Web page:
ABSTRACT: Rationale: The microbial communities inhabiting the upper respiratory tract protect from respiratory infection. The maturity of the immune system is believed to be a major influence on the composition of the microbiome and, in youth, the microbiota and immune system are believed to mature in tandem. With age, immune function declines and susceptibility to respiratory infections is increases. Whether these changes contribute to the microbial composition of the respiratory tract is unknown. Objectives: Our goal was to determine whether the resident microbes of the upper respiratory tract differ between mid-aged adults (18-40 yrs) and the elderly (>65 yrs). Methods: Microbiomes of the anterior nares and oropharynx of elderly individuals were evaluated by 16S rRNA gene sequencing. These communities were compared to data on mid-aged adults obtained from the Human Microbiome Project. Measurements and Main Results: The microbiota of the elderly showed no associations with gender, co-morbidities, residence, or vaccinations. Comparisons of mid-aged adults and elderly demonstrated significant differences in the microbial composition of the anterior nares and oropharynx with age, including a population in the anterior nares of the elderly that more closely resembled the oropharynx than the anterior nares of adults. The elderly oropharyngeal microbiota were characterized by increased abundance of streptococci, specifically, Streptococcus salivarius group species, but not Streptococcus pneumoniae, carriage of which was low (<3% of participants) as demonstrated by PCR (4/123). Conclusions: The Microbial populations of the upper respiratory tract in mid-aged adults and the elderly differ; it is possible these differences contribute to the increased risk of respiratory infections experienced by the elderly.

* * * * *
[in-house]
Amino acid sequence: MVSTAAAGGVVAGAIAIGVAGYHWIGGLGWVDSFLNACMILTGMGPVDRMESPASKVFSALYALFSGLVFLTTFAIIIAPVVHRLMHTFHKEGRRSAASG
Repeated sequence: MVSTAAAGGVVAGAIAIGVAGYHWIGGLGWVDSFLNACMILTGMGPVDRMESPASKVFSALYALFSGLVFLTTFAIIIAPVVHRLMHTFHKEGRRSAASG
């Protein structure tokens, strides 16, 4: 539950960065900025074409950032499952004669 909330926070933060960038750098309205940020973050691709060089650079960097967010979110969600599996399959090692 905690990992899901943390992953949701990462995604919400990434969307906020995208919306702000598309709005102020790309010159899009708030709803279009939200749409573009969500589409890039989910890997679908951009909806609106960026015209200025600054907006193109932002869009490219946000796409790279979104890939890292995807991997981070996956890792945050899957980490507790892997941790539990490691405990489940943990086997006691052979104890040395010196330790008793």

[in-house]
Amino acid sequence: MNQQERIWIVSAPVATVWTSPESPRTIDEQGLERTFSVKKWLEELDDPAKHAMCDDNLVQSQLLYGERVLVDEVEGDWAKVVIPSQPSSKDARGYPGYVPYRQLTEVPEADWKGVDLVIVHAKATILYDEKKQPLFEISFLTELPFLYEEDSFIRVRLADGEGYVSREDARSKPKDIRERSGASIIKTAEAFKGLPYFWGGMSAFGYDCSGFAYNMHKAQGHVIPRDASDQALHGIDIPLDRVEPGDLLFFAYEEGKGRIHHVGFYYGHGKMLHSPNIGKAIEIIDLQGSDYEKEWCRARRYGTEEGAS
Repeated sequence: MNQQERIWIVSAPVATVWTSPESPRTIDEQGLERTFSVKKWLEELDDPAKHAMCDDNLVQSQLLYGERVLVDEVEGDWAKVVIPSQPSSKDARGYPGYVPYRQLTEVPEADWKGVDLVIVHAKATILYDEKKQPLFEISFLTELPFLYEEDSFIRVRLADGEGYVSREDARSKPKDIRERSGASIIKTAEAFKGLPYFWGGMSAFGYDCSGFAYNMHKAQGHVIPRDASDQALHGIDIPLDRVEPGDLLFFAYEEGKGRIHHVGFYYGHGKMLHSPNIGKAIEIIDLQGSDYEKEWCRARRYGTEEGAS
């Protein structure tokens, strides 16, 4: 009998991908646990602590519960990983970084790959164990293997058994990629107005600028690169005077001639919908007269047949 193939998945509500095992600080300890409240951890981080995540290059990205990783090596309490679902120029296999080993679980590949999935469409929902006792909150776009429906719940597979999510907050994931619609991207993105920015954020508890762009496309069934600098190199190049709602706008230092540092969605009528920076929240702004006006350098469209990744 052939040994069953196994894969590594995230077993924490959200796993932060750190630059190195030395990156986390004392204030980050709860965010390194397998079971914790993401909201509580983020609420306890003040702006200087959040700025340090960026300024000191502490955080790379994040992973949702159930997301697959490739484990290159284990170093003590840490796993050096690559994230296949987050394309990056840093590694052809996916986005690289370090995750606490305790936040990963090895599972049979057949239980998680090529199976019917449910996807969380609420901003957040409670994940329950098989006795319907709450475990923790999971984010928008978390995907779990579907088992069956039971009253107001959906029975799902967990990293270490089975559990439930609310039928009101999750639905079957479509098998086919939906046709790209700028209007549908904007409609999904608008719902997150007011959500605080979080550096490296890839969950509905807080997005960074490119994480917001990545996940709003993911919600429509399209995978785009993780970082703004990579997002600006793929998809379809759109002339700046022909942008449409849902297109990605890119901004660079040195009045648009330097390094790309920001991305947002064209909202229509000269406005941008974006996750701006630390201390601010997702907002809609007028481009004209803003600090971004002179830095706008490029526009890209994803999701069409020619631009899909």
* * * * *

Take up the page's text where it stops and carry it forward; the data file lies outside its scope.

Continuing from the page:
Annals of the American Thoracic Society. 03/2014;
  • Source
    [Show abstract] [Hide abstract]
    ABSTRACT: Vitamin D levels are alarmingly low (<75 nmol/L) in 65-70% of North American children older than 1 year. An increased risk of viral upper respiratory tract infections (URTI), asthma-related hospitalizations and use of anti-inflammatory medication have all been linked with low vitamin D. No study has determined whether wintertime vitamin D supplementation can reduce the risk of URTI and asthma exacerbations, two of the most common and costly illnesses of early childhood. The objectives of this study are: 1) to compare the effect of 'high dose' (2000 IU/day) vs. 'standard dose' (400 IU/day) vitamin D supplementation in achieving reductions in laboratory confirmed URTI and asthma exacerbations during the winter in preschool-aged Canadian children; and 2) to assess the effect of 'high dose' vitamin D supplementation on vitamin D serum levels and specific viruses that cause URTI.Methods/design: This study is a pragmatic randomized controlled trial. Over 3 successive winters we will recruit 750 healthy children 1-5 years of age. Participating physicians are part of a primary healthcare research network called TARGet Kids! Children will be randomized to the 'standard dose' or 'high dose' oral supplemental vitamin D for a minimum of 4 months (200 children per group). Parents will obtain a nasal swab from their child with each URTI, report the number of asthma exacerbations and complete symptom checklists. Unscheduled physician visits for URTIs and asthma exacerbations will be recorded. By May, a blood sample will be drawn to determine vitamin D serum levels. The primary analysis will be a comparison of URTI rate between study groups using a Poisson regression model. Secondary analyses will compare vitamin D serum levels, asthma exacerbations and the frequency of specific viral agents between groups. Identifying whether vitamin D supplementation of preschoolers can reduce wintertime viral URTIs and asthma exacerbations and what dose is optimal may reduce population wide morbidity and associated health care and societal costs. This information will assist in determining practice and health policy recommendations related to vitamin D supplementation in healthy Canadian preschoolers and place Canada at the forefront of pediatric vitamin D health outcomes research.